There was, however, very little debate after his administration had fairly commenced. All parties united in supporting his measures. It is, indeed, a remarka. ble fact, that the Parliamentary History, which professes to give a detailed report of all the debates in Parliament, contains not a single speech of Mr. Pitt, and only two or three by any other person, during the whole period of his ministry. The supplies which he demanded were, for that day, enormous twelve millions and a half in one year, and nearly twenty millions the next—"a most incredible sum," says Walpole, respecting the former, " and yet already all subscribed for, and even more offered! Our unanimity is prodigious. You would as soon hear 'No' from an old maid as from the House of Commons.” · Though Parliament has met," says Walpole again, in 1759, “ no politics are come to town. One may describe the House of Commons like the stocks : Debates, nothing done ; Votes, under par; Patriots, no price; Oratory, books shut !"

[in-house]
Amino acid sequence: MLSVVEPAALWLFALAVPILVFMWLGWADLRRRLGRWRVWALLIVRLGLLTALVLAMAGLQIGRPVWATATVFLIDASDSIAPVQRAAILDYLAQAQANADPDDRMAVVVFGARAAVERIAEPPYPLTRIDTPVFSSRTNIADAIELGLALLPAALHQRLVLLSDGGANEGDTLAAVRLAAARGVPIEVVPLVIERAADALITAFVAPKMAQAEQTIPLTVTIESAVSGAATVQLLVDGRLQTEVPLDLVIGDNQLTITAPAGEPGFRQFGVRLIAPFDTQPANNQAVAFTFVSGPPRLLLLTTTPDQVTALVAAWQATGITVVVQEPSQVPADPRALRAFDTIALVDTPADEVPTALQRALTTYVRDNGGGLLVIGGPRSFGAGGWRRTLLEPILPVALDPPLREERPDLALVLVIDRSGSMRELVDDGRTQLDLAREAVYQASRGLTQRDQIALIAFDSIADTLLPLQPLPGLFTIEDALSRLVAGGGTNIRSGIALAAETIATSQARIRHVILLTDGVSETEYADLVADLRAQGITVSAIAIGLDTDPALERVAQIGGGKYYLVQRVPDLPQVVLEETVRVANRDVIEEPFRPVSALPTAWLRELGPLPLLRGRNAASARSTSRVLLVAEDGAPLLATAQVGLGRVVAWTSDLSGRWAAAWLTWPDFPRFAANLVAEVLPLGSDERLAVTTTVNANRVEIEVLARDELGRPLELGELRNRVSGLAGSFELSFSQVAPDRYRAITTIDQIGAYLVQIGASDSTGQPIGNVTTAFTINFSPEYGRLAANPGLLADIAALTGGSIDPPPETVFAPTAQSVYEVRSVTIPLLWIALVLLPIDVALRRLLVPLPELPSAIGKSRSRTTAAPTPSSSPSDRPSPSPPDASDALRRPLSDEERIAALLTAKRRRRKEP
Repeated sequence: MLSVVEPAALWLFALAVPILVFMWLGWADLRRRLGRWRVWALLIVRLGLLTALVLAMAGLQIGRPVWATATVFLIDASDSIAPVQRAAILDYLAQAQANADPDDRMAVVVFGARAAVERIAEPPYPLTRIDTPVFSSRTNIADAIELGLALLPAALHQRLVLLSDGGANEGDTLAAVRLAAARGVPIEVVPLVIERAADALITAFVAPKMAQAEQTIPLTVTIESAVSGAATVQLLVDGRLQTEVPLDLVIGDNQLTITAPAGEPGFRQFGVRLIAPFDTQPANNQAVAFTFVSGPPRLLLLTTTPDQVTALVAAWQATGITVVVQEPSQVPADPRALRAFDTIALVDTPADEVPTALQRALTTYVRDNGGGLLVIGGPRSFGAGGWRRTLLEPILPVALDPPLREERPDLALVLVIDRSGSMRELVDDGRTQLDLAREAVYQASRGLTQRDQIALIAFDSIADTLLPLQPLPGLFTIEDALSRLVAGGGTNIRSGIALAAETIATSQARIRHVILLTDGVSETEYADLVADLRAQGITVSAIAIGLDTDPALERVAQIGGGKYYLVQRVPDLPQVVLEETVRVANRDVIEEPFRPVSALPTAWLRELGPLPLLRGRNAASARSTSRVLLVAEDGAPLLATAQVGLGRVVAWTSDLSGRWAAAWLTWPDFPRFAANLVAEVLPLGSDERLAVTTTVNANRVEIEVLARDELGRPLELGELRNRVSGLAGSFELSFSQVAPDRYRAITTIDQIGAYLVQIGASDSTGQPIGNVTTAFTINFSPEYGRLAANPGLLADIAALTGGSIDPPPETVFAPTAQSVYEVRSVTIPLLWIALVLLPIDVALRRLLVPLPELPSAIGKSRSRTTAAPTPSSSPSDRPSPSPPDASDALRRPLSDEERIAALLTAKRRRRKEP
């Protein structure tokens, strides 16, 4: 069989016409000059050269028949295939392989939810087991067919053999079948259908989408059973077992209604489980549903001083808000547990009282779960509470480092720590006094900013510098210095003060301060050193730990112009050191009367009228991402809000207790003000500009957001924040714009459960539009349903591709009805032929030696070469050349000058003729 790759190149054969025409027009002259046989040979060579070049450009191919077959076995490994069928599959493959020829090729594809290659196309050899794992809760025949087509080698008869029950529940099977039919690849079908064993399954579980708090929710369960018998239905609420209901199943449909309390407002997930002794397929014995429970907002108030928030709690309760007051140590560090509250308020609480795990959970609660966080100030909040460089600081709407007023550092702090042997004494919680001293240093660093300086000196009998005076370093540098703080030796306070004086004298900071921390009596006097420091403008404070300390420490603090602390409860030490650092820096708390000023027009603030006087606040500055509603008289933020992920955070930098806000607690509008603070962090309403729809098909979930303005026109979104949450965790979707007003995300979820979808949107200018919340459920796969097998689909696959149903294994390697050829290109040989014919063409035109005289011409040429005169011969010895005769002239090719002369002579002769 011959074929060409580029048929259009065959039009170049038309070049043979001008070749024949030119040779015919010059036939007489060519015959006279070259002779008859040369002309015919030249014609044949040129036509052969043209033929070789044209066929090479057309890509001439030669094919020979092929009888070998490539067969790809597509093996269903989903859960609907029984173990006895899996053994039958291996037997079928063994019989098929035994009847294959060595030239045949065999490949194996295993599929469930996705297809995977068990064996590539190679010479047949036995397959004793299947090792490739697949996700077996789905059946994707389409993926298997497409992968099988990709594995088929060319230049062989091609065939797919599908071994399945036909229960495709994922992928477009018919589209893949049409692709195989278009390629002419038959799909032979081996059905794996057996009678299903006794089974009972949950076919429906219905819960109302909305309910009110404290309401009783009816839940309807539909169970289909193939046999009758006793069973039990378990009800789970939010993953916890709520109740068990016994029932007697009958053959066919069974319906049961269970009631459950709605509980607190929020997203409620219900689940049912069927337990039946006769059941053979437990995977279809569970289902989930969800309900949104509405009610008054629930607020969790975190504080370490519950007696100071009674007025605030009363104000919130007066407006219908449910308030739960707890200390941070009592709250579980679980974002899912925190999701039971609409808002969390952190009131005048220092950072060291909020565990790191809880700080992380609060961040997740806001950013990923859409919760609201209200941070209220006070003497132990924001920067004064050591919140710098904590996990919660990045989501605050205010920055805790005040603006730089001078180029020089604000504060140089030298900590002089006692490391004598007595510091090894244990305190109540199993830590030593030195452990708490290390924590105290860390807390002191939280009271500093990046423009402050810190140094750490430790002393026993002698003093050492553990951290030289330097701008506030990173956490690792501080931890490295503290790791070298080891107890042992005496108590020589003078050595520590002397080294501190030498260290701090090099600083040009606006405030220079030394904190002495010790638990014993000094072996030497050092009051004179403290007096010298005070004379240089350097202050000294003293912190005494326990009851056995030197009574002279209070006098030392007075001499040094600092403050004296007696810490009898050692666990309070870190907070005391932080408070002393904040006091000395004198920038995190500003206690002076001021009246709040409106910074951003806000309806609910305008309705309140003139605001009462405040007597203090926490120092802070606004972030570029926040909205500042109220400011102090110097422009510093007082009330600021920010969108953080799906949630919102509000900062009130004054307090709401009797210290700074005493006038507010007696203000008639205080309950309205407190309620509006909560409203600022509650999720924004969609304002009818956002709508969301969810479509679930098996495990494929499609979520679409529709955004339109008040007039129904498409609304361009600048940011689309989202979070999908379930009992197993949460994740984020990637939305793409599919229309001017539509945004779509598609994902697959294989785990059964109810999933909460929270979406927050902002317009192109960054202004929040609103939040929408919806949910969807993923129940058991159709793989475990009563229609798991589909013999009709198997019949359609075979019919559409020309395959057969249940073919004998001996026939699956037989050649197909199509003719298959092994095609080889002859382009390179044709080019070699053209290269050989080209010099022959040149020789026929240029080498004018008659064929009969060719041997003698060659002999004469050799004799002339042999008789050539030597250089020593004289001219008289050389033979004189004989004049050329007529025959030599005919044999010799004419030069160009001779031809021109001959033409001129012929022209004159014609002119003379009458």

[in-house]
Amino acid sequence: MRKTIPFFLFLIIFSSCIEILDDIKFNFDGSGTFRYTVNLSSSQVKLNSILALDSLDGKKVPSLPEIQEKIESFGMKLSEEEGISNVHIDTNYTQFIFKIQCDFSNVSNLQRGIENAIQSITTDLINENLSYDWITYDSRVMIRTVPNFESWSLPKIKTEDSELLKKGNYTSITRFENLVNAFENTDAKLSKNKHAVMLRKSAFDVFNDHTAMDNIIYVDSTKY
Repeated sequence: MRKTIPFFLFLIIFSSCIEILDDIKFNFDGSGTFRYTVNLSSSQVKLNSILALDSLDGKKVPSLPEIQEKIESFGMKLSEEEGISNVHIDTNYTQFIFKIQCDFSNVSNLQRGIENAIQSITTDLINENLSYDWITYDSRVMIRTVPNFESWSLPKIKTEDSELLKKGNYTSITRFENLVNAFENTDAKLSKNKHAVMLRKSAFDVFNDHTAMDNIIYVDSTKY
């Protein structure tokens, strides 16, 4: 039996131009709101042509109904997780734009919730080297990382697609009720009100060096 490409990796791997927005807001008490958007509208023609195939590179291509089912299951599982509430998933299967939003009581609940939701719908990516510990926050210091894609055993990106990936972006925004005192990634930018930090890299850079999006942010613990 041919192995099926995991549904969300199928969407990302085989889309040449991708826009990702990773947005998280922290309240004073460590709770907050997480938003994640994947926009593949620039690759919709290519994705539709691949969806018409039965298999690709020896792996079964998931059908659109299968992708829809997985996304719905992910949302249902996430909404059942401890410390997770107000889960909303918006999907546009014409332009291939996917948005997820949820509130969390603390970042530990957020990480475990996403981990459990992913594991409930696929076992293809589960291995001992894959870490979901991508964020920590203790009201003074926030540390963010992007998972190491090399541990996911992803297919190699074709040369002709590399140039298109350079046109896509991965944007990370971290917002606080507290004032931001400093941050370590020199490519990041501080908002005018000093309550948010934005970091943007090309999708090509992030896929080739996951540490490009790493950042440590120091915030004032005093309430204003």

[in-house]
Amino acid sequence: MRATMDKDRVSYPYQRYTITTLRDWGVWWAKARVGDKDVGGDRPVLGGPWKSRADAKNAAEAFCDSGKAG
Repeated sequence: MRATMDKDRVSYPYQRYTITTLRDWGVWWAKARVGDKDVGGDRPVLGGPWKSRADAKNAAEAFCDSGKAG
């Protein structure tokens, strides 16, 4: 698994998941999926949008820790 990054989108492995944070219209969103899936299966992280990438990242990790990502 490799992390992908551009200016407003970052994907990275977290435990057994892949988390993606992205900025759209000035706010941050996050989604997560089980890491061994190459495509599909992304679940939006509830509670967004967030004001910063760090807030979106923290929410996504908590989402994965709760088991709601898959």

England now entered into the war with all the energy of a new existence. Spread out in her colonies to the remotest parts of the globe, she resembled a strong man who had long been lying with palsied limbs, and the blood collected at the heart; when the stream of life, suddenly set free, rushes to the extremities, and he springs to his feet with an elastic bound to repel injury or punish aggression. In the year 1758, the contest was carried on at once in Europe, Asia, Africa, and America—wherever France had possessions to be attacked, or England to be defended. Notwithstanding some disasters at first, victory followed upon victory in rapid suc. cession. Within little more than two years, all was changed. In Africa, France was stripped of every settlement she had on that continent. In India, defeated in two engagements at sea, and driven from every post on land, she gave up her long contest for the mastery of the East, and left the British to establish their govern. ment over a hundred and fifty millions of people. In America, all her rich possessions in the West Indies passed into the hands of Great Britain. Louisburg, Quebec, Ticonderoga, Crown Point, Oswego, Niagara, Fort Duquesne (now PITTSBURGH), were taken ; and the entire chain of posts with which France had hemmed in and threatened our early settlements, fell before the united arms of the colonists and the English, and not an inch of territory was left her in the Western World. In Eu. rope, Hanover was rescued; the French were defeated at Creveldt, and again at Minden with still greater injury and disgrace; the coasts of France were four times invaded with severe loss to the English, but still with a desperate determination to strike terror into the hearts of the enemy; Hâvre was bombarded; the port and fortifications of Cherbourg were demolished ; Brest and the other principal sca-ports were blockaded; the Toulon fleet was captured or destroyed; and the brilliant victory of Admiral Hawke off Quiberon, annihilated the French navy for the remainder of the war. At home, the only part of the empire which continued hostile to the